In the case presently before us, the plaintiff herself was the prime mover. As in Surowitz, "there is not one iota of evidence that * * * [Mrs. Brand or her attorney] sought to do the corporation any injury in this litigation." Nor is there any contention here that this is "a strike suit or anything akin to it," nor is there "one word or one line of actual evidence in this record indicating that there has been any collusive conduct or trickery by those who filed this suit * * *."

 In short, we interpret the Supreme Court to have held that the verification requirement of Fed.R.Civ.P. 23(b) is satisfied when a plaintiff verifies a complaint, not on the basis of his own knowledge and understanding, but on the basis of his good faith reliance on the advice of an advisor, whose qualifications and integrity are known to the plaintiff, that the statements in the complaint are either true or believed by the advisor, to the best of his knowledge, to be true. That test is undoubtedly satisfied in the case at bar.


 That part of defendants' motion, pursuant to Fed.R.Civ.P. 11 and 41(b), for an order striking plaintiff's attorney's certification of the complaint as sham is also denied.

 Defendants cite two cases in support of their position. Both are factually distinguishable from the case at bar.

 In Freeman v. Kirby, 27 F.R.D. 395 (S.D.N.Y.1961), the attorney was the motivating force behind the litigation. Not only was there no agreement for the nominal plaintiff to compensate the attorney, but the attorney paid the "plaintiff's" hotel and travel expenses incurred in connection with the taking of his deposition. The court pointed out that the attorney "in his eagerness to be of service, expressed a desire to bring this suit even before he had received * * * the alleged source of his grounds to support the allegations of the complaint. He apparently felt so offended that he instituted suit in the names of persons whom he had not previously met and allegedly expended approximately $12,000 in disbursements without any definitive agreement with his client to be made whole." Id. at 398-399. By his own admission, the attorney's sole source of knowledge and the grounds for his belief in the allegations of his complaint were two memoranda. "He neither knew who had authored the memoranda nor inquired into the truth of the allegations therein * * *." Id. at 399. The court stated that "if an attorney's signature to a pleading is to be more than a hollow gesture he must do more than obtain a person willing to lend his name as a plaintiff * * *." Ibid.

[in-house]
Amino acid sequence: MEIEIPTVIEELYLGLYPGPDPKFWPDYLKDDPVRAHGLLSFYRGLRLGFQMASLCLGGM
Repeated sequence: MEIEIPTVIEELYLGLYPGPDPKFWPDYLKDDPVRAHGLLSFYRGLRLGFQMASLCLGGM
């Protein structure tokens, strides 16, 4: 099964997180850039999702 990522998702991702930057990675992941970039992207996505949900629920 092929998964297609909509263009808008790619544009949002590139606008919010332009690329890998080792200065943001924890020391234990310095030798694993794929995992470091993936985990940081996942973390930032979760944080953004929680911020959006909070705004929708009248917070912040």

Defendants also cite Nichols v. Alker, 126 F. Supp. 679 (E.D.N.Y.1954). There, the complaint contained many patent misstatements of fact and inaccuracies which the court found would have been apparent to the attorney had he made even a cursory investigation. In addition, the court, for other reasons, "was not in the slightest degree impressed by his good faith * * *." Id. at 684.